- Essential Calculus (2nd Edition) by James Stewart
Earlier editions of these textbooks are also good references for the course.
Students will be given written and verbal feedback as appropriate. Feedback may be provided to the whole course, to groups or to individuals.
Student FeedbackANU is committed to the demonstration of educational excellence and regularly seeks feedback from students. Students are encouraged to offer feedback directly to their Course Convener or through their College and Course representatives (if applicable). The feedback given in these surveys is anonymous and provides the Colleges, University Education Committee and Academic Board with opportunities to recognise excellent teaching, and opportunities for improvement. The Surveys and Evaluation website provides more information on student surveys at ANU and reports on the feedback provided on ANU courses.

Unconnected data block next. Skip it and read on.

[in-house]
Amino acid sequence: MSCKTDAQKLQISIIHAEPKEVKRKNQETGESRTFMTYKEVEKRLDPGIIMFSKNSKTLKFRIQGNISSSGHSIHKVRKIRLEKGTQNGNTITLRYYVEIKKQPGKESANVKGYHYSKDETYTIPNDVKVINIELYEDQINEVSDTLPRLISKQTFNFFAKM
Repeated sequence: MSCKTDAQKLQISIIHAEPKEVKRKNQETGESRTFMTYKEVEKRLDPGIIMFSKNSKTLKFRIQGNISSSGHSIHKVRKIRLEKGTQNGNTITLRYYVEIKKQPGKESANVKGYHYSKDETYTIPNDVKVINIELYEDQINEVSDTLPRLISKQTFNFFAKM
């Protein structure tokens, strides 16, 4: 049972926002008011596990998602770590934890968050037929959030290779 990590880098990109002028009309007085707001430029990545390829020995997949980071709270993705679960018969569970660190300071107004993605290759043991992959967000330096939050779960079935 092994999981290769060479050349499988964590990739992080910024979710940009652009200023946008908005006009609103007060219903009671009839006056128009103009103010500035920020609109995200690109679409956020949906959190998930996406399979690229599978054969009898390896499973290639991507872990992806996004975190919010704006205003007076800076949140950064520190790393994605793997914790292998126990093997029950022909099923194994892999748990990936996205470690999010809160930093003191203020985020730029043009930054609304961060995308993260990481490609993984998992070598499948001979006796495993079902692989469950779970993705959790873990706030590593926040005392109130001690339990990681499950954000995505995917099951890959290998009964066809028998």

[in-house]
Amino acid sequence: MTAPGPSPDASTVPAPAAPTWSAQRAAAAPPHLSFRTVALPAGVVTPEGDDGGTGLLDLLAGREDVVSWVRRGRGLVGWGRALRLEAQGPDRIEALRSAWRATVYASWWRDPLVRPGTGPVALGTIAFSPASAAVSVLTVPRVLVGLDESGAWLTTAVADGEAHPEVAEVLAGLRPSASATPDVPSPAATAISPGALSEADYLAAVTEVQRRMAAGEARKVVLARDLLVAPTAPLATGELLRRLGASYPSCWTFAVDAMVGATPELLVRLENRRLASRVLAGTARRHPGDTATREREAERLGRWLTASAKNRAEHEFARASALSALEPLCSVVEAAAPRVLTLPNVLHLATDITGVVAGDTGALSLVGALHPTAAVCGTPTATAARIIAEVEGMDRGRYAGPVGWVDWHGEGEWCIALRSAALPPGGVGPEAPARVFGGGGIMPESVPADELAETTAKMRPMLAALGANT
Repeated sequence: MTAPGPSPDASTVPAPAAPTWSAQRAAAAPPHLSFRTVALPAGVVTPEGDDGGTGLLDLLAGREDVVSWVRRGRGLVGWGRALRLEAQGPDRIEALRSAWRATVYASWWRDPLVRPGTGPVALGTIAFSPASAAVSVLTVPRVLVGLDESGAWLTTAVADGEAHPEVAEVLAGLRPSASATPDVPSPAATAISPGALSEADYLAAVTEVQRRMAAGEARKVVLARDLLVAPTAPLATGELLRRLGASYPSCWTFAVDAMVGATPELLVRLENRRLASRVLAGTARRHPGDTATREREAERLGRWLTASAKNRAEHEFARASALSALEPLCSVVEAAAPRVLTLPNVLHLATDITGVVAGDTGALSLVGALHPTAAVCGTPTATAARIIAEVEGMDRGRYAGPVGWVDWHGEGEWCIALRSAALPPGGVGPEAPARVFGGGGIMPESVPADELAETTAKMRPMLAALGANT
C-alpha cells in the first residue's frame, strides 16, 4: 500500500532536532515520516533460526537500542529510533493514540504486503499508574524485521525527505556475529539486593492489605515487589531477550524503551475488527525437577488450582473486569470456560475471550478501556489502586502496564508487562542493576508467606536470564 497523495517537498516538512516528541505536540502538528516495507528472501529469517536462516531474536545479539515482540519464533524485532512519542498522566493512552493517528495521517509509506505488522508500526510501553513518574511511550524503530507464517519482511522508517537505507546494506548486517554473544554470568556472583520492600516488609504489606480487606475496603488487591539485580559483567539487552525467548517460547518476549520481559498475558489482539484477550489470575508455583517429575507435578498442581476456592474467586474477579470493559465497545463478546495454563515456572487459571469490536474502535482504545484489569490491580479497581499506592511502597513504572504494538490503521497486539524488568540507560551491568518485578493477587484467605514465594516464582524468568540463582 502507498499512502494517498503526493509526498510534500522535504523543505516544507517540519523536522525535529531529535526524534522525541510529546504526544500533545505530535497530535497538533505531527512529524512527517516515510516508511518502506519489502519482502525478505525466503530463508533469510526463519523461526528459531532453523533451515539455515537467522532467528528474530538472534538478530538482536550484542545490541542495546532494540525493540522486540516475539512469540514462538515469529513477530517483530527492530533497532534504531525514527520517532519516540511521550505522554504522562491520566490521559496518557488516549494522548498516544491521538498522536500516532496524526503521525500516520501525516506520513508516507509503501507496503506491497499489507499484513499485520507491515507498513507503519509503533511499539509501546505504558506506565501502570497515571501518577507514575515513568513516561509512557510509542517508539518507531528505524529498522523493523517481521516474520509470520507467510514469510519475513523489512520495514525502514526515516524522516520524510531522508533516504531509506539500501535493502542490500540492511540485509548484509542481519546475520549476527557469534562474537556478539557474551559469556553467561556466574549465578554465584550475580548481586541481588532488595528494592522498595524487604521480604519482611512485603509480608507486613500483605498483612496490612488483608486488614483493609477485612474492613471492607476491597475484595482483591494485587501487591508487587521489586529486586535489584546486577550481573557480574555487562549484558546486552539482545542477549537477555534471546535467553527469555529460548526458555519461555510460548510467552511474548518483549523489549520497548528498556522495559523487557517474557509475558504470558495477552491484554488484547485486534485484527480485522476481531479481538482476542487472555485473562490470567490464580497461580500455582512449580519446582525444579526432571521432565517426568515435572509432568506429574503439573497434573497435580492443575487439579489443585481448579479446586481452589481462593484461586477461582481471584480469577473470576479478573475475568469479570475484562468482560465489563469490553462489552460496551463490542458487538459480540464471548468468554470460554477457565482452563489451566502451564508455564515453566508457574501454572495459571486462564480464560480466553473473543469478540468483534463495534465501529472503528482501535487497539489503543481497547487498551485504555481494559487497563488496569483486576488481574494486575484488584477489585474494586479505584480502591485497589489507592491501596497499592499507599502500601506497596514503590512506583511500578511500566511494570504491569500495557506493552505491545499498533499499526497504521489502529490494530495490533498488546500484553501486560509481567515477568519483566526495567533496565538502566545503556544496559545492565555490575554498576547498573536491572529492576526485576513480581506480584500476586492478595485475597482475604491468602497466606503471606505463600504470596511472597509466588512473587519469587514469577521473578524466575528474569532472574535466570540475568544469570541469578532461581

Secondary School Prerequisite: A satisfactory result in ACT Specialist Mathematics Major-Minor or NSW HSC Mathematics Extension 1 or equivalent. Students with a good pass in ACT Specialist Mathematics Major or NSW HSC Mathematics or equivalent will be considered. Students with a level of mathematics equivalent to ACT Mathematical Methods should enrol in the bridging course MATH1003. Students who lack these pre-requisites are strongly discouraged from enrolling in MATH1013.
Please note that where there are multiple assessment tasks of the same type, e.g. weekly quizzes, a date range is used in the Assessment Summary. The first date is the approximate due date of the first task, the return date is the approximate return date for the final task. Further information is provided in the assessment section of the class summary, and details are provided on the course wattle site.
|Week/Session||Summary of Activities||Assessment|